EU-US trade – fears and hopes
Trade has made us prosperous in the European Union
Food, cars, energy, finance and chemicals are some of the sectors affected by the free trade negotiations between the European Union and the United States, known as TTIP.
A controversial deal that the Committee of the Regions of the EU debated during its Plenary Session on 12th February.
The agreement being negotiated by Brussels and Washington aims to eliminate customs tariffs and to harmonize importation regulations. Its supporters claim the European economy could earn 120 billion euros per year due to the integration of a market of 800 million consumers. But critics say it could lead to lower food quality and safety standards and weaker social and workers rights.
Tariffs are already low – averaging 3% – so it is estimated that 80% of the potential gains will come from cutting red tape. Chemicals is a top sector in EU/US trade, representing more than 20%, both in imports and exports, with pharmaceuticals representing half of that. The European lobby for the medicines sector says there will be no bad effects for either consumers or the industry.
Richard Bergstrom, the Director General of the European Federation of Pharmaceuticals explained that for him it was a simple case of simplifying procedures: “Today the standards are essentially the same. This is about removing duplication. The biggest benefit will be that we can bring new medicines to patients faster by simplifying the regulatory procedures without lowering the standards. The secondary benefit will be for, particularly, smaller companies – big members can manage all this regulatory bureaucracy, but small companies from Europe or the US will find it easier to find money, have investors – if there is a clear pathway to reach both the US and the European markets.”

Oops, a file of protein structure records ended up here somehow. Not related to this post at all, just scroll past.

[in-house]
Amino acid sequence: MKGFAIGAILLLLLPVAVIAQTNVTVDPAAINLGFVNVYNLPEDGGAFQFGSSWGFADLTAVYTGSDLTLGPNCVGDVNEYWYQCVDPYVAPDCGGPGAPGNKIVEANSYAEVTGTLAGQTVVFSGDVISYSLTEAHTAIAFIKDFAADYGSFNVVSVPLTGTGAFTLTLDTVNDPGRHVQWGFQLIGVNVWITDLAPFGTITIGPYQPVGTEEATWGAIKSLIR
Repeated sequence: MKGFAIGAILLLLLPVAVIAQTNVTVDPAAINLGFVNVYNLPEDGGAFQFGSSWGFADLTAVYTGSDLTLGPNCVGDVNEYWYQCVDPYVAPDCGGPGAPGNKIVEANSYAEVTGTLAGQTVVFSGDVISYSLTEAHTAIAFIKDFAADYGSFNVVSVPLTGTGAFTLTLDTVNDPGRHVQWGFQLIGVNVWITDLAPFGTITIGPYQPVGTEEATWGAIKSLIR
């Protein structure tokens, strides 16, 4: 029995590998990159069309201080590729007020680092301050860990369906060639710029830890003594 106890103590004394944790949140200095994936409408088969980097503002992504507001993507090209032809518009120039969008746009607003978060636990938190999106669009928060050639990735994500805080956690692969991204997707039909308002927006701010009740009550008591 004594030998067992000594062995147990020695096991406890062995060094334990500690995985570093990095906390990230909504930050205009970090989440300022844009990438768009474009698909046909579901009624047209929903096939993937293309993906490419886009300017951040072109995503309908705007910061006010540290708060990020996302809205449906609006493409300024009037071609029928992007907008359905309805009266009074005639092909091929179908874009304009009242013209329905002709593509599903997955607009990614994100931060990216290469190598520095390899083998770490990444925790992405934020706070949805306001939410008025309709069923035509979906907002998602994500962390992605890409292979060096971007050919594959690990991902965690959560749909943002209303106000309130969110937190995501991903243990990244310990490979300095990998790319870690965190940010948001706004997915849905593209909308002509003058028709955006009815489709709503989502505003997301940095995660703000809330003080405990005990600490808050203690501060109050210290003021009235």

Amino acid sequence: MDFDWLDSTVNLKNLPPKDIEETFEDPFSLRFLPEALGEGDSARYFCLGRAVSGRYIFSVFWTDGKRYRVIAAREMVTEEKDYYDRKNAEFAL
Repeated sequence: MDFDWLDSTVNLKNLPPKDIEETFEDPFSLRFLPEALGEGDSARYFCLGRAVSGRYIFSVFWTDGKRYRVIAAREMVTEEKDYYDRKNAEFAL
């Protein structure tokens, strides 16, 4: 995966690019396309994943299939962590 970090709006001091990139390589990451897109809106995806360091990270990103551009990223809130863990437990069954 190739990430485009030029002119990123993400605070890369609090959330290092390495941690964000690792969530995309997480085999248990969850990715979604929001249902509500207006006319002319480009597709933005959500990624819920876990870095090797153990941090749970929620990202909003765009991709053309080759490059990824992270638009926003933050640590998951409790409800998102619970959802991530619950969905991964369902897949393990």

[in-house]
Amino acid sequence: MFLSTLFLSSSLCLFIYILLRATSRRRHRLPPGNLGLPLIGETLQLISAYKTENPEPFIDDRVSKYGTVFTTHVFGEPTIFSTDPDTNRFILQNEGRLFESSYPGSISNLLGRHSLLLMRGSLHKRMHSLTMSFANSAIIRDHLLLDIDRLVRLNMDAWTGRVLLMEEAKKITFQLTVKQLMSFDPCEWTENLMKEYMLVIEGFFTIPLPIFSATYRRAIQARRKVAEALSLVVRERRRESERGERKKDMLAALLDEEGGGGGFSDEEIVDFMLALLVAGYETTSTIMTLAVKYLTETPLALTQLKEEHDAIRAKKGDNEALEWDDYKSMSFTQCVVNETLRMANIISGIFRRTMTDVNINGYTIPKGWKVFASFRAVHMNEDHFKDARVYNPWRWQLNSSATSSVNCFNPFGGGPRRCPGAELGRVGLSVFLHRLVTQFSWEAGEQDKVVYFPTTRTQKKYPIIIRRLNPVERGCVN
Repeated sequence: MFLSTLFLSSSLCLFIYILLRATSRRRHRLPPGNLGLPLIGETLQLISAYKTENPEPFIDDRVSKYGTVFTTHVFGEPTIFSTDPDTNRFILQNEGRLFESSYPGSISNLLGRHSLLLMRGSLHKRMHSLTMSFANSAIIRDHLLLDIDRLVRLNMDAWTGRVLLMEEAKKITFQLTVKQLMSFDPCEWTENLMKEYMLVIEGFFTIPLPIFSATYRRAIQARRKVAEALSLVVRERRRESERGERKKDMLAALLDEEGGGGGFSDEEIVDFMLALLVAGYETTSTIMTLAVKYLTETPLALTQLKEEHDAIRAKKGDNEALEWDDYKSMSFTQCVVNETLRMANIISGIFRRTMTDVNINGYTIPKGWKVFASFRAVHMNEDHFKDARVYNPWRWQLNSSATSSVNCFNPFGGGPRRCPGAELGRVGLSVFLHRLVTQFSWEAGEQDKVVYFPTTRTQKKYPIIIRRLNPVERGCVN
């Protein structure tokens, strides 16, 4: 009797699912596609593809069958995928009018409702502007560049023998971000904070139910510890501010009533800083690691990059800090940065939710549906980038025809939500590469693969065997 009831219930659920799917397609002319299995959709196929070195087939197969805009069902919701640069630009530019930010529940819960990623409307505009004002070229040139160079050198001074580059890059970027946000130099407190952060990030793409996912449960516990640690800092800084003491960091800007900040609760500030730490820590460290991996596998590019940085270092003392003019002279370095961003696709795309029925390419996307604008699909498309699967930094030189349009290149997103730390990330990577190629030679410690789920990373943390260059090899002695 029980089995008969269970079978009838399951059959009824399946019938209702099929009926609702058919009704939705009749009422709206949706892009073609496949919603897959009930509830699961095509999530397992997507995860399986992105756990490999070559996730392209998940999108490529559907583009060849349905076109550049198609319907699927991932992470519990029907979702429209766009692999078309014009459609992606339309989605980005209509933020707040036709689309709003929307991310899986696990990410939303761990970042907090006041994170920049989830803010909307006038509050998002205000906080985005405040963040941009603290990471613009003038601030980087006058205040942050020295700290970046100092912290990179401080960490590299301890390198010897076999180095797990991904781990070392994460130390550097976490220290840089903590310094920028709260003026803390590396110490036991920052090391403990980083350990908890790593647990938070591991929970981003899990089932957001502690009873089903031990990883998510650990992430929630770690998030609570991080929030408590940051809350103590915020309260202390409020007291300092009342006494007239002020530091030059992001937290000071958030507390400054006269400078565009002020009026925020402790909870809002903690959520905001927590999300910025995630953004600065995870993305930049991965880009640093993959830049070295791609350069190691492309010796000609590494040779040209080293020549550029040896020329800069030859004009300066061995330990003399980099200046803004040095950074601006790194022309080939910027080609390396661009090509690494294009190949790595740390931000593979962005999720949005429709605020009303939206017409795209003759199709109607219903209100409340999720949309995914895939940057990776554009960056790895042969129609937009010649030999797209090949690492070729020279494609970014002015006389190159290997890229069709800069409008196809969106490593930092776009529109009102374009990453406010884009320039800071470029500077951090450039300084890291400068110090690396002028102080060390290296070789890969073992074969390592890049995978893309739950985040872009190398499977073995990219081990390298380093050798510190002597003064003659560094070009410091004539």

Food quality and safety is a more controversial issue in terms of public opinion, even though the sector represents around 5% of the bilateral trade. More local and sustainable food supply chains are advocated by environmentalist groups in Europe, like Greenpeace/ Their agriculture advisor, Marco Contiero, highlighted lower standards in the US: “The EU has banned 82 pesticides, toxic chemicals, which are still in use in the US. When it comes to the amount of pesticides residues than can be found in food sold to consumers, in some cases, the EU has limits which are 100 times more strict than in the US. The chemicals companies have been consistently asking the EU and the US authorities to make sure that the EU would drop its residues limits.”
Levels of pesticides and other additives are not the only concern. An window might open for food products now forbidden in EU like growth hormone-treated beef or genetically modified corn. But industry representatives including Mella Frewen, the Director General of FoodDrinkEurope said they have guarantees from the European Commission that this will not be the case: “Apart from the GMOs that you mentioned and the hormones that you have mentioned – which have been banned in Europe (and this ban will be maintained), there are other areas where we can find compromise. At the end of the day, it is a benefit for the consumers because they have more choice and it costs less.”
More than 99% of all European businesses are small and medium size enterprises.
But will they benefit, considering the competition from powerful multinationals?Among other issues, the EU Committee of the Regions is concerned about the Investor-State Dispute Settlement: a parallel legal system for corporations to sue States for laws that affect business revenue.
Markus Tons is the rapporteur on TTIP for the EU Committee of the Regions. He said: “I think the Commission should renounce such mediation mechanisms in TTIP, especially in the case of two entities like the US and the EU who do have strong jurisdiction and good courts. We don’t need such mechanisms.”
This is one of the issues strongly opposed by Germany and France, the two biggest eurozone economies. Invited to the debate at the Committee of the Regions Plenary Session, the EU Commissioner for Trade admits the deal will not be closed by the end of this year as hoped.
Cecilia Malmstrom/EU Commissioner for Trade explained: “We are aiming at finalizing this during the Obama period, if that is possible. I am aware that there is a lot of scepticism but there was an Eurobarometer just a few days ago showing that overall, the European Union citizens are in favour, because they can see that trade has made us prosperous in the European Union and this is something we need for growth and jobs as well”.
The Commission has also been challenged in court for not accepting a Citizens Initiative petition against the TTIP which has so far collected almost 1.5 million signatures in 21 countries. The civil society organisations have promised to keep the discussion alive.